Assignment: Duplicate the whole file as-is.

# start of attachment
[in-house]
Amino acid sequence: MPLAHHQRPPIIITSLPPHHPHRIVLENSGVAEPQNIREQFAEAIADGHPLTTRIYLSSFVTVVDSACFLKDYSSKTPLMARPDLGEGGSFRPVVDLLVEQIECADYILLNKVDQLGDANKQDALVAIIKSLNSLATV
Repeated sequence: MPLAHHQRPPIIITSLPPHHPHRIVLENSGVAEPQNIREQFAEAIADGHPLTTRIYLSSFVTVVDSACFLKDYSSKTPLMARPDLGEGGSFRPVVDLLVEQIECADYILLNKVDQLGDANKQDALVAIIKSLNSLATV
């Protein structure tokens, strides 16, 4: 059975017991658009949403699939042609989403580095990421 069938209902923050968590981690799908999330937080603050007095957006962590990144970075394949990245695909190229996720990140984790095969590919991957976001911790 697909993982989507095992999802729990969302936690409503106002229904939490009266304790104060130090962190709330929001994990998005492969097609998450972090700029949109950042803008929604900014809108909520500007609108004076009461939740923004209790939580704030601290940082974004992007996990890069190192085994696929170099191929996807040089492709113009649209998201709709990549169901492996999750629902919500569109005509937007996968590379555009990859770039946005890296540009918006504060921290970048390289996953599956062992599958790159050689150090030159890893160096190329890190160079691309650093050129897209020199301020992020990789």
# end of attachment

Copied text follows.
[in-house]
Amino acid sequence: MPLAHHQRPPIIITSLPPHHPHRIVLENSGVAEPQNIREQFAEAIADGHPLTTRIYLSSFVTVVDSACFLKDYSSKTPLMARPDLGEGGSFRPVVDLLVEQIECADYILLNKVDQLGDANKQDALVAIIKSLNSLATV
Repeated sequence: MPLAHHQRPPIIITSLPPHHPHRIVLENSGVAEPQNIREQFAEAIADGHPLTTRIYLSSFVTVVDSACFLKDYSSKTPLMARPDLGEGGSFRPVVDLLVEQIECADYILLNKVDQLGDANKQDALVAIIKSLNSLATV
């Protein structure tokens, strides 16, 4: 059975017991658009949403699939042609989403580095990421 069938209902923050968590981690799908999330937080603050007095957006962590990144970075394949990245695909190229996720990140984790095969590919991957976001911790 697909993982989507095992999802729990969302936690409503106002229904939490009266304790104060130090962190709330929001994990998005492969097609998450972090700029949109950042803008929604900014809108909520500007609108004076009461939740923004209790939580704030601290940082974004992007996990890069190192085994696929170099191929996807040089492709113009649209998201709709990549169901492996999750629902919500569109005509937007996968590379555009990859770039946005890296540009918006504060921290970048390289996953599956062992599958790159050689150090030159890893160096190329890190160079691309650093050129897209020199301020992020990789």